The club also won the Engineering Club of the Year award in 1999, earning pupils a trip to visit industries in Bremen and Hamburg, where, says Mr Heather, the pupils noticed immediately "the pride and joy which everyone from the managing director to the apprentice took in showing us what they produced".

This is the kind of attitude he hopes clubs such as his can help to foster. He believes passionately that they not only offer hands-on learning, but also develop thinking, social and presentational skills, and provide students with the motivation to grapple with tricky maths and science concepts.

Until this year, the Young Engineers Clubs awards were run by a charity, the Association of Science, Engineering and Technology. But they have now passed into the hands of the newly formed Young Engineers, a group backed by six sponsors - Lloyd's Register, BAA, BAC Systems, BT, Nortel Networks and the Royal Navy.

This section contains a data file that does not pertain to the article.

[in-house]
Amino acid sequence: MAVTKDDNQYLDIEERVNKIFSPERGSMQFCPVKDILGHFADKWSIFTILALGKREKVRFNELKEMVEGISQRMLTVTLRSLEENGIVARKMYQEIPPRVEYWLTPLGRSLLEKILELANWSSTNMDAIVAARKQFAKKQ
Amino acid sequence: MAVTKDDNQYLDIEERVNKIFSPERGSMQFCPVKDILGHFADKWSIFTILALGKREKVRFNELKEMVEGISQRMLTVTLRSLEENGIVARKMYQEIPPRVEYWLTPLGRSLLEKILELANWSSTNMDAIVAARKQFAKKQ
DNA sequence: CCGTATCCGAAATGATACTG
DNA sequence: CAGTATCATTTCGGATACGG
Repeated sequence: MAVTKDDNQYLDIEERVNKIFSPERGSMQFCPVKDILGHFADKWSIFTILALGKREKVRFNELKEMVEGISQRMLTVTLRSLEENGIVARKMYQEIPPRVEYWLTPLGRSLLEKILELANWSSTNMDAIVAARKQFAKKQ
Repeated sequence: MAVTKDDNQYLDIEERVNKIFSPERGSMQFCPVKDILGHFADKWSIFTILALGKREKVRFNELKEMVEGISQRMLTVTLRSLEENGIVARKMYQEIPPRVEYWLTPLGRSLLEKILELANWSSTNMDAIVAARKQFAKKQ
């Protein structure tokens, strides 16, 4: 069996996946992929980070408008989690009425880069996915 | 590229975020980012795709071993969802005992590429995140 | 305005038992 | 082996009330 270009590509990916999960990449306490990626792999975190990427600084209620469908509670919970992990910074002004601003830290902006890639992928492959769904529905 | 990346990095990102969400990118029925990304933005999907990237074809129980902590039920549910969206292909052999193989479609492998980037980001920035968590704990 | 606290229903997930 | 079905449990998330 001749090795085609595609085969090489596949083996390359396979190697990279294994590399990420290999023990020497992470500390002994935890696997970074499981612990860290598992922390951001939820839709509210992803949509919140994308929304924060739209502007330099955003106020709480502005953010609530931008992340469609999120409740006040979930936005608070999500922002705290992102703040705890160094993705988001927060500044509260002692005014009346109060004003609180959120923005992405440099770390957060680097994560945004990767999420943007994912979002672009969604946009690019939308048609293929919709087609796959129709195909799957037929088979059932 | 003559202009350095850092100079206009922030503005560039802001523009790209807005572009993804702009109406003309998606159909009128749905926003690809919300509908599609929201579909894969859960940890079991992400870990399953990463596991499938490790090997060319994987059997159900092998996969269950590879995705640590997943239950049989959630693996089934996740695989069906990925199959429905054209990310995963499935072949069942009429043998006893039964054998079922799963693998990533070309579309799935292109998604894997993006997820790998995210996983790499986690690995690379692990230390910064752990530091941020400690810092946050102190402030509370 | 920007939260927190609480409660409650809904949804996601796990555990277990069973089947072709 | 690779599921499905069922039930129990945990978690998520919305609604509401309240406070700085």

The aim is to promote engineering as a group activity in schools. Club awards are given not merely for exciting work, but also for the breadth, liveliness and creativity with wich the clubs are run.

This year's awards were judged in June at the Millennium Dome, where pupils from the 16 clubs in the finals displayed their activities, presented their projects and talked about how their clubs were organised.

What was immediately clear was that engineering today easily crosses the boundaries of age, sex and class. Primary schools mingled with secondaries; inner-city comprehensives with well-known boarding schools, while, almost without exception, mixed schools had more girls in their clubs than boys.

But the nature of the clubs varied widely. Some were housed in new technology blocks, produced professional-standard displays, and could call on large rafts of influential contacts. Others were clearly little more than one inspired teacher and a handful of dead-keen pupils.

What they shared was an ability to get their teeth into a problem and worry it until the wrinkles fell out.

The winning club, from Milford Haven comprehensive, in Pembrokeshire, was praised for its good ideas and high standard of work. The club has about 15 students, mainly drawn from Years 8 and 9, and presented a mini-computer to help swimmers monitor their training, an easy-opening door device to help disabled people, and a carrying and storing device for model aircraft.